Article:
Thursday, January 29, 2009

Metric Madness!

When moved to Ontario, I knew I’d have to adjust to the metric system. How much difficulty that would cause me is what I underestimated.

My car’s speedometer has KM per hour as well as miles per hour. This has been the least of my problems as I usually just drive as fast as I want to anyway and don’t really look at the speedometer at all. Filling up my car’s gas tank with liters instead of gallons has also not been too much of an issue as I usually just fill the tank. Buying ground beef in the store has been a little more tricky, but I’ve found that they tend to package the meat in quantities that are the metric equivalent of a pound or two.

I do feel like a bit of a moron asking for 300 grams of sliced salami at the deli counter. Every time I ask for something in grams, I feel really embarrassed as if as soon as I say, and try to say discreetly, “400 grams of potato salad, please” everyone in the vicinity will erupt into laughter. No one bats an eye. I’m usually surprised when I find out what kind of quantity 400 grams is. It always seems to be much less or much more than I actually wanted.

The real challenge with the metric system here relates to the weather. Perhaps you think that this should be a minor inconvenience and something I should adjust to quickly. But, before you dismiss my misery as whining about a miniscule obstacle consider how often you listen to or speak about the weather each day. If you haven’t paid attention before, start noticing how often it comes up in conversation. From a very early age, we’re taught that talking about the weather is a good conversation starter, an ice-breaker. Also, the weather is always on the radio or tv, listed on the side of the newspaper or web pages, and even if you’re not consciously paying attention, you’re subconsciously absorbing and processing the information. Most importantly, remember that wherever you go you take the weather with you! This means the weather is always there, influencing what time you leave for work, what you wear, your decision to go on a road trip, a choice of the highway or the back roads, if you should leave the house with wet hair, if your soccer game will be cancelled, how much hairspray you should use, if you should buy a house with a basement, whether you would invest in property in Florida, your grandparent’s visit and length of stay, the need for time to mow the lawn/shovel the driveway, the number of smoke breaks you’ll take, your need to find a babysitter, and whether you’ll be in a good mood. In other words, even though weather is often a side note in the news or just a forced conversation-starter, it really is important in our lives.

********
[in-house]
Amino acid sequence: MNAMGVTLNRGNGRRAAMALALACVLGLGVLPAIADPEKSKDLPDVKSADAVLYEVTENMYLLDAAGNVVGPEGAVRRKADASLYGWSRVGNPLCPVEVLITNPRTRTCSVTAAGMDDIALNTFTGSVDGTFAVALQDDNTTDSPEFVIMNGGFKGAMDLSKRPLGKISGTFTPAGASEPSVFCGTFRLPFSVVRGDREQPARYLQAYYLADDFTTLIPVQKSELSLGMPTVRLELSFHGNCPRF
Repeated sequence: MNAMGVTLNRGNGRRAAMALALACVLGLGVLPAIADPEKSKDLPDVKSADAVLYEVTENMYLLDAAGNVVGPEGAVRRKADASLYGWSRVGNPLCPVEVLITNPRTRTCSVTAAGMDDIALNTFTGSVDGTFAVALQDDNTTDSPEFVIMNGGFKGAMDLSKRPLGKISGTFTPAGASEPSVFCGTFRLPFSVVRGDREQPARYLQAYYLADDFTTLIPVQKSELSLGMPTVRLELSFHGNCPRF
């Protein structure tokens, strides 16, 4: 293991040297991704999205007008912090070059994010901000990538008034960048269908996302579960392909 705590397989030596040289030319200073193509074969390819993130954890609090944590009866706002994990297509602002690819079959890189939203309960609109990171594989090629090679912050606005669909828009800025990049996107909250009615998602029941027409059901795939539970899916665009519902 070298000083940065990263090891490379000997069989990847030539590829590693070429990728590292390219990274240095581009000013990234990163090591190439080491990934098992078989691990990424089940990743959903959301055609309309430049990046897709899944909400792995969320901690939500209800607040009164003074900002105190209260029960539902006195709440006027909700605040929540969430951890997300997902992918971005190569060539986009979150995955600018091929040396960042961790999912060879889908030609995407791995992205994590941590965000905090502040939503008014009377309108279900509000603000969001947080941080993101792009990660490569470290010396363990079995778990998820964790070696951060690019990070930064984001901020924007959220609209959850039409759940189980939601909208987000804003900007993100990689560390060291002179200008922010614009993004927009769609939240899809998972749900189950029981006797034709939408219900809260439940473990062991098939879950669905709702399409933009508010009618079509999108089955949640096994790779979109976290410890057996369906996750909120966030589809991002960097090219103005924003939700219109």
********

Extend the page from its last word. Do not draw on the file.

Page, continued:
Here’s a calculation. Take the 35 years I lived in the US talking about and observing the weather in Fahrenheit and inches, and multiply that by the six months I’ve been living in Canada trying to comprehend the metric weather, factor in the Great Lakes weather in both places that creates the most dynamic, unpredictable, and tumultuous weather on earth, double that and add 32. Now you have an idea of the impact metric weather is having on my adjustment to Canada.

While in a meeting recently, someone commented that the room was very cold. Everyone agreed. So, someone went to look at the thermostat and remarked, “No wonder it’s cold in here. It’s only nineteen degrees!” I thought, “Yeah, I guess that does explain the chill in the air” and tightly clutched my class of water to try to keep it from freezing into solid ice.